iGoogle gets an upgrade

Google has released its latest upgrade of iGoogle to all U.S. users called "full canvas views". What this means is that all those little widgets you see on your iGoogle can now be clicked on to expand across the entire page.

Not all widgets have this functionality yet, but most of them do. Some of my favorites include The New York Times, The Wall Street Journal, Google Calendar, Go Comics, TV Guide and Sudoku.

But there's also Flixster's movie gadget that lets you watch trailers, read reviews and synopses and Gmail of course. In addition to the widgets, the iGoogle tabs have been shuffled over to the left side of the page, which looks nice but seems to take up more space than necessary.

I have been using the new iGoogle for several weeks now as part of a test group and while there are some very frustrating downsides to the new iGoogle, the full canvas view does have its advantages. It may take a while to get used to how you navigate through the widgets: clicking on the widget title will launch the website it is connected to, but clicking on content or on the box in the right hand corner expands the widget into full canvas view. There are a few exceptions to this rule, but that is generally how you get around in the new iGoogle.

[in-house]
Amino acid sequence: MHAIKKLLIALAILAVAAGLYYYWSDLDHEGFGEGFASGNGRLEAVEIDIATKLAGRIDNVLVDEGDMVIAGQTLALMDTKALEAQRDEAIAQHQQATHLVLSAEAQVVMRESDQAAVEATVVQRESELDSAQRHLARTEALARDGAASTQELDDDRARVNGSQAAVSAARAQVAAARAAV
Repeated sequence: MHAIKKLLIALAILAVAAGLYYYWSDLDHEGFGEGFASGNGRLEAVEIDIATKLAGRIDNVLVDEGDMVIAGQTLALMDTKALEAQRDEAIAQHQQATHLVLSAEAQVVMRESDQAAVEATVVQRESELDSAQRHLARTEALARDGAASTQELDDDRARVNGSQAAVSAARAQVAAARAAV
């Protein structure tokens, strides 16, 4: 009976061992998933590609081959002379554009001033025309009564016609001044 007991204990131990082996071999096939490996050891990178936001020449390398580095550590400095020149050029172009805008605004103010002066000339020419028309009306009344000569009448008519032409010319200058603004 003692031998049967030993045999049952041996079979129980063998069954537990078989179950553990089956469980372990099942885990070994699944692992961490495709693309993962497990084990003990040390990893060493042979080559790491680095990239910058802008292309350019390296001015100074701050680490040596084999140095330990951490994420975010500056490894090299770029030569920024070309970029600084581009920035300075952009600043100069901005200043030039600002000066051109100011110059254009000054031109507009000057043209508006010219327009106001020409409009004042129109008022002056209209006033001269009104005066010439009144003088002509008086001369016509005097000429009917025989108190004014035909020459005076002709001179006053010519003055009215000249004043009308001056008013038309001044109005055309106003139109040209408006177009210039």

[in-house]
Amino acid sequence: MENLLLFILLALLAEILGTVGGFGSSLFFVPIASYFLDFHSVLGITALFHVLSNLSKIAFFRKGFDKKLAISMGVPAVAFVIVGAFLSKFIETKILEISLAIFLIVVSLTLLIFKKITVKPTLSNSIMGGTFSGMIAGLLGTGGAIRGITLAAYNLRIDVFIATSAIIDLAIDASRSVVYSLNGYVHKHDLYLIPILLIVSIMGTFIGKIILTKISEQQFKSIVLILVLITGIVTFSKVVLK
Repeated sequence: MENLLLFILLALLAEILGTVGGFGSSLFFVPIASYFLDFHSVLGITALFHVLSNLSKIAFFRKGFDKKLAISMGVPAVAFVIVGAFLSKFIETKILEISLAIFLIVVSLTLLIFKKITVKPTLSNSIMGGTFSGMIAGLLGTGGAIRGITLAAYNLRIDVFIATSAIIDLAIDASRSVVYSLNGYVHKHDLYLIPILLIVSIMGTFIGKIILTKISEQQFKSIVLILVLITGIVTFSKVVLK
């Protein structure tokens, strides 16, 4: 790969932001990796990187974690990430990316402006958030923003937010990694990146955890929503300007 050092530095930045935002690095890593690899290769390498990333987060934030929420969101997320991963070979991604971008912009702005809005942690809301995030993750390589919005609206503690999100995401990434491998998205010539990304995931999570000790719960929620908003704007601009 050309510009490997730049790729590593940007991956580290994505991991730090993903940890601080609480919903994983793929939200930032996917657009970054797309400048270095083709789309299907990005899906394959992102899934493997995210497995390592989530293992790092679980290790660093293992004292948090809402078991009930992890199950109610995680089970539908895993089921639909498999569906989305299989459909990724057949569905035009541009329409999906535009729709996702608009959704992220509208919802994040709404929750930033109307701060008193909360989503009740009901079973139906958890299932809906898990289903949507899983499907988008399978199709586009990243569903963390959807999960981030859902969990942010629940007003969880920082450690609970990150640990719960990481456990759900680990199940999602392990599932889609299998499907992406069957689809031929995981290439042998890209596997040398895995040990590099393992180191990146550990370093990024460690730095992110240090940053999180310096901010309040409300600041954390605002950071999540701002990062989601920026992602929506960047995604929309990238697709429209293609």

Most of these widgets work very well, Flixster is probably the most well developed that I've used with its functional video plugins and location-based showtime listings. The New York Times and the WSJ expand into a front-page style news digest; however, to read news items you are redirected to the paper's website.

While I like the functionality for a lot of the third-party widgets, I was surprised that Google's own widgets don't match up. The Gmail widget, for example, does not provide a satisfactory experience. Google admits that it's official widget is not fully functional, and since testing of canvas view started there have been improvements. You can read mail, compose, delete, archive and mark a message as read or unread, but amazingly all hyperlinks are dead within iGoogle.

This can be extremely annoying, especially if you get a newsletter or digest delivered to your inbox on a regular basis, and reading it requires you to get out of iGoogle. Why Google would not add this standard and simple functionality to their Gmail widget is beyond me, but hopefully they will fix that in time. Google Calendar also has its downside because you cannot add anything to it within iGoogle; however you can view everything you have scheduled in Google Calendar.

That being said, I do like the advantages that full canvas view provides to bring more content into one place. If you can get used to the navigation, the new iGoogle is a useful tool. The full canvas view is only available for U.S. users at the moment, but Google says it will roll out the new features to international users soon.

This story, "iGoogle gets an upgrade" was originally published by PCWorld.

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